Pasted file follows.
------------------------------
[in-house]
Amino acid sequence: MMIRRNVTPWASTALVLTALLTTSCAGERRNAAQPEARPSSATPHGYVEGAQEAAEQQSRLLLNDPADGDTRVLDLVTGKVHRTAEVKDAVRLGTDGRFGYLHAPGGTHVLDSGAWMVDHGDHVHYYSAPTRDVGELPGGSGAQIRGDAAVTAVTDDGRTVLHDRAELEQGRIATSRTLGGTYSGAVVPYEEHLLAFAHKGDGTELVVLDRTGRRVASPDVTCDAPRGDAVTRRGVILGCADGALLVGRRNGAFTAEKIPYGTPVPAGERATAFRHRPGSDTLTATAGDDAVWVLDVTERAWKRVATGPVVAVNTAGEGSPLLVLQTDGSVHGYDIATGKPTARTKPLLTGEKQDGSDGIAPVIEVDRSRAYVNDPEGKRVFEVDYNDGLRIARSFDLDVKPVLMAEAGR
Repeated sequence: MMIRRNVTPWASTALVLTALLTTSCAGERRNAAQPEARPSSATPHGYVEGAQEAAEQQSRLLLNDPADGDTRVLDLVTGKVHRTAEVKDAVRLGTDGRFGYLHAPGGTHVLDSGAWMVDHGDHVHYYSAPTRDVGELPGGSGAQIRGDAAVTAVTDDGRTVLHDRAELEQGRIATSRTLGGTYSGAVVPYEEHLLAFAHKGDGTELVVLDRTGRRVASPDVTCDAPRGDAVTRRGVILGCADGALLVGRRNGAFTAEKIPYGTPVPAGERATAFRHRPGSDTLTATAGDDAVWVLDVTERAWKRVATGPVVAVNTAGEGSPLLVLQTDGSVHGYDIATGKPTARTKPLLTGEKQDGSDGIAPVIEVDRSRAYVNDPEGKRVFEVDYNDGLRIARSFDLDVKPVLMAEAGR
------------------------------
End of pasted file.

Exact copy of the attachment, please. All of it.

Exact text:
[in-house]
Amino acid sequence: MMIRRNVTPWASTALVLTALLTTSCAGERRNAAQPEARPSSATPHGYVEGAQEAAEQQSRLLLNDPADGDTRVLDLVTGKVHRTAEVKDAVRLGTDGRFGYLHAPGGTHVLDSGAWMVDHGDHVHYYSAPTRDVGELPGGSGAQIRGDAAVTAVTDDGRTVLHDRAELEQGRIATSRTLGGTYSGAVVPYEEHLLAFAHKGDGTELVVLDRTGRRVASPDVTCDAPRGDAVTRRGVILGCADGALLVGRRNGAFTAEKIPYGTPVPAGERATAFRHRPGSDTLTATAGDDAVWVLDVTERAWKRVATGPVVAVNTAGEGSPLLVLQTDGSVHGYDIATGKPTARTKPLLTGEKQDGSDGIAPVIEVDRSRAYVNDPEGKRVFEVDYNDGLRIARSFDLDVKPVLMAEAGR
Repeated sequence: MMIRRNVTPWASTALVLTALLTTSCAGERRNAAQPEARPSSATPHGYVEGAQEAAEQQSRLLLNDPADGDTRVLDLVTGKVHRTAEVKDAVRLGTDGRFGYLHAPGGTHVLDSGAWMVDHGDHVHYYSAPTRDVGELPGGSGAQIRGDAAVTAVTDDGRTVLHDRAELEQGRIATSRTLGGTYSGAVVPYEEHLLAFAHKGDGTELVVLDRTGRRVASPDVTCDAPRGDAVTRRGVILGCADGALLVGRRNGAFTAEKIPYGTPVPAGERATAFRHRPGSDTLTATAGDDAVWVLDVTERAWKRVATGPVVAVNTAGEGSPLLVLQTDGSVHGYDIATGKPTARTKPLLTGEKQDGSDGIAPVIEVDRSRAYVNDPEGKRVFEVDYNDGLRIARSFDLDVKPVLMAEAGR